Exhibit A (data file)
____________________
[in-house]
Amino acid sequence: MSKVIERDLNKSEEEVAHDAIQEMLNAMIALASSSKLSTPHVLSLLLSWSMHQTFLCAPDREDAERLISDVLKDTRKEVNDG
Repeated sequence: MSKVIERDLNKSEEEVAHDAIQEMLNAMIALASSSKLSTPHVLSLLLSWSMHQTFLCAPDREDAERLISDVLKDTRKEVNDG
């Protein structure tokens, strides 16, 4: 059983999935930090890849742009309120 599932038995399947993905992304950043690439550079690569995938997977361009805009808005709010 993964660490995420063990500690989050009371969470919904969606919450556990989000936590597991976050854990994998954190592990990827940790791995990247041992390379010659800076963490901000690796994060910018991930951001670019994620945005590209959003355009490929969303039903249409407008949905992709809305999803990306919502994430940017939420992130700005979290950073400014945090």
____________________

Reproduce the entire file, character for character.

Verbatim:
[in-house]
Amino acid sequence: MSKVIERDLNKSEEEVAHDAIQEMLNAMIALASSSKLSTPHVLSLLLSWSMHQTFLCAPDREDAERLISDVLKDTRKEVNDG
Repeated sequence: MSKVIERDLNKSEEEVAHDAIQEMLNAMIALASSSKLSTPHVLSLLLSWSMHQTFLCAPDREDAERLISDVLKDTRKEVNDG
């Protein structure tokens, strides 16, 4: 059983999935930090890849742009309120 599932038995399947993905992304950043690439550079690569995938997977361009805009808005709010 993964660490995420063990500690989050009371969470919904969606919450556990989000936590597991976050854990994998954190592990990827940790791995990247041992390379010659800076963490901000690796994060910018991930951001670019994620945005590209959003355009490929969303039903249409407008949905992709809305999803990306919502994430940017939420992130700005979290950073400014945090």